New attitude, winning among many changes expected for Texas in 2014

Garrett Callahan

In the past 12 months, Texas has been buzzing with changes.

Longtime Athletic Director DeLoss Dodds retired while Steve Patterson came in to fill his large shoes. On the football field, Texas hired Charlie Strong as the new head coach, and with him came a whole new team of coaches. Things changed quickly, and while Longhorn fans said goodbye to the Mack Brown era, Strong was already planning the beginning of his own.

And still, as the Longhorns prep for the start of the 2014 campaign, there are many more changes to come — the main one being winning.

After nine straight 10-win seasons, Brown set a standard so high that it basically pushed him from the helm of Texas 16 years after he started. For the past three years, the Longhorns experienced mediocrity with a 9-4 season and two 8-5 seasons that ended with non-BCS bowl appearances.

But now, with a revamped football staff and a new attitude surrounding the program, Longhorn fans should expect to win again.

Strong has brought in a staff with experience at making a losing team into a winning team. Four of Texas’ new coaches traveled to Austin with Strong from Louisville, which made a remarkable turnaround under the new Texas head coach. The Cardinals had a 4-8 record in 2009, the season before Strong started, and, by the time he and his staff finished, they had four bowl appearances and three bowl wins under their belts and a 12-1 record in Strong’s last season.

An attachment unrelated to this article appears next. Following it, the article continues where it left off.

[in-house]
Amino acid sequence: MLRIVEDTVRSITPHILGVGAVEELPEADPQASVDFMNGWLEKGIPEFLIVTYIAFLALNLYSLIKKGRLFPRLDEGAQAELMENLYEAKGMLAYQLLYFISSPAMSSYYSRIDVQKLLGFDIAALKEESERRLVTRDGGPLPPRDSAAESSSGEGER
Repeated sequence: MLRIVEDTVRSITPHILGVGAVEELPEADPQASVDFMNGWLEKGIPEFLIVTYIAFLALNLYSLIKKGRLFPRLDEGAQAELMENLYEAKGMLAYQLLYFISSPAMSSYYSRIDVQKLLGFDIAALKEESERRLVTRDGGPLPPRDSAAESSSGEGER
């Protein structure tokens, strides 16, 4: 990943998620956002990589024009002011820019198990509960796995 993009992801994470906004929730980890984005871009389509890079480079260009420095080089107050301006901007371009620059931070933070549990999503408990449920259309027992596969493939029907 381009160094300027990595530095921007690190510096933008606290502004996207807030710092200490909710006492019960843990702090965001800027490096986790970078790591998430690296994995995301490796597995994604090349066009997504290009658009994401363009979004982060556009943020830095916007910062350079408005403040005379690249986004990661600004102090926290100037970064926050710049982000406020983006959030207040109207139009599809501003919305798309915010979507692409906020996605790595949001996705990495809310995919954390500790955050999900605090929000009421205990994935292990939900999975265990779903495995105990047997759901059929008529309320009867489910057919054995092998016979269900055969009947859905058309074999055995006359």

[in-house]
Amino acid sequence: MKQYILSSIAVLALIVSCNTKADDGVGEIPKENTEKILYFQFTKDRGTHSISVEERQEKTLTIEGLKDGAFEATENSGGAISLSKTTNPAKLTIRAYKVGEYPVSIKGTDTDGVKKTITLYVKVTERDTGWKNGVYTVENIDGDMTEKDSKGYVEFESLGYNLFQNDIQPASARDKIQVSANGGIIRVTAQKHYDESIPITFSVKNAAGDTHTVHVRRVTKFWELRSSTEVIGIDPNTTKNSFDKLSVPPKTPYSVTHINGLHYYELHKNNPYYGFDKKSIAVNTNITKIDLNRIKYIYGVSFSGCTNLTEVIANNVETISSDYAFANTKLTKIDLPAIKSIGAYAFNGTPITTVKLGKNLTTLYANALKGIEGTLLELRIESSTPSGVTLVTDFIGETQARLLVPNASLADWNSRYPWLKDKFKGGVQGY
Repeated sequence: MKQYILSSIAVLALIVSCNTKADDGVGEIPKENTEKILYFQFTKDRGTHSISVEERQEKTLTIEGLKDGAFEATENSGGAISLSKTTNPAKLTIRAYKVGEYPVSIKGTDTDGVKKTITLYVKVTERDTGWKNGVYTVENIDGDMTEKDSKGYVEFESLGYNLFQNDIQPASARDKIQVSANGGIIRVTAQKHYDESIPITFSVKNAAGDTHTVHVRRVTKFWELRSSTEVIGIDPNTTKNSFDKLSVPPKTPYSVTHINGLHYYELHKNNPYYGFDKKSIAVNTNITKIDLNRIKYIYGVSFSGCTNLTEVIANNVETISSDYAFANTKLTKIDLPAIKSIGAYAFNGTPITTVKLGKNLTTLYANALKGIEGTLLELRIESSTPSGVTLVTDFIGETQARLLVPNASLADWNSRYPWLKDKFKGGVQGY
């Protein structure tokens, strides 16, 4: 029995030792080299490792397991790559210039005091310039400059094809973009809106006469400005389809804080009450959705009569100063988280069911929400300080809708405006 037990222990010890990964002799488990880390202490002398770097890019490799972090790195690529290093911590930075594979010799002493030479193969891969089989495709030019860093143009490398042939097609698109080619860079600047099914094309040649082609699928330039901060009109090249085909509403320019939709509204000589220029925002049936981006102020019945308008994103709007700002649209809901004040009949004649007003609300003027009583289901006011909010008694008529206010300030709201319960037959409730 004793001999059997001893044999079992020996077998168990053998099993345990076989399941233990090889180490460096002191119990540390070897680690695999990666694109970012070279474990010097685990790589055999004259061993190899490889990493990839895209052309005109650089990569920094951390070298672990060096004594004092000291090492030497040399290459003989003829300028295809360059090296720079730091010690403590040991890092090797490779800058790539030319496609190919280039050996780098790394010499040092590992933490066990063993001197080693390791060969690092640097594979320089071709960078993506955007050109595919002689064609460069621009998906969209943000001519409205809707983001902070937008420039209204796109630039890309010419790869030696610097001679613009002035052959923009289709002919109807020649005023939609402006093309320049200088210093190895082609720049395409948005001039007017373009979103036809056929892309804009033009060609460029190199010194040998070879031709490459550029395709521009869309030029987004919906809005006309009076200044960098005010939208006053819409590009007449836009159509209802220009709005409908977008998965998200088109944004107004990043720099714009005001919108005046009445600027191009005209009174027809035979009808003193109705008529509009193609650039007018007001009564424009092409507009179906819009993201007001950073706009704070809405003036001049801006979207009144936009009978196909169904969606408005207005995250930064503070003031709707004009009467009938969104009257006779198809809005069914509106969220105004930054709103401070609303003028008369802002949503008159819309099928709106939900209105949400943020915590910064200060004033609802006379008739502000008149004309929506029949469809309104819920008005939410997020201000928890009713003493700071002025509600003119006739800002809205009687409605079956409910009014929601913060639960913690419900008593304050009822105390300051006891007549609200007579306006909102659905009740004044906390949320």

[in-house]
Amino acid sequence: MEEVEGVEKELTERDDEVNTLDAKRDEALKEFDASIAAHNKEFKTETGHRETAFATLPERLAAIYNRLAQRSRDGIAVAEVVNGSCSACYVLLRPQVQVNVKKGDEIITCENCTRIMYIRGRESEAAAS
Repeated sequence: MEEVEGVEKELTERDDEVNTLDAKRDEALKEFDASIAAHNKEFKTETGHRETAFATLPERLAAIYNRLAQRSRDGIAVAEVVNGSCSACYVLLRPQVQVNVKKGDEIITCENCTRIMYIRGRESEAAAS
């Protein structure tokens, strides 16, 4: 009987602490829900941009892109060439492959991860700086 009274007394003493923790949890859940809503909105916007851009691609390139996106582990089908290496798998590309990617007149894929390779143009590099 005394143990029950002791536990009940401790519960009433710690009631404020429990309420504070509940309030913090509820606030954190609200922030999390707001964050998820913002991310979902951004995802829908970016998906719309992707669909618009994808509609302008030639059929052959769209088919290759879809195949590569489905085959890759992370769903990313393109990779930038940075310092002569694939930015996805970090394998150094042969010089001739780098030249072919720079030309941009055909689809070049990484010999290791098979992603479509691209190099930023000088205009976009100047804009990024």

Strong’s biggest challenge will be to change attitudes. During Brown’s last few years, players became complacent and many players expected to win just because they had on a Texas uniform. However, Strong — as he already pointed out with the dismissal of four players last month and the possible suspension of three starters to begin the season — plans to change that pattern.

“Our whole attitude has to change,” Strong said. “This program will never change — this culture will never change — until the attitude of the players change. Right now, [change] is coming from the coaches. I told them the seniors have to take over the leadership of this football team.”

Strong hopes these changes will add up to more wins for Texas. However, those victories might not come all at once.

This season will be a test for the Longhorns as Strong begins his new era in Austin. With a sturdy roster returning and an influx of potentially great freshman, the Longhorns should gather 10 wins this season, which would be the first time since 2009. And, while it will take time, Strong — along with his carefully picked staff — will bring Texas back to the
national spotlight.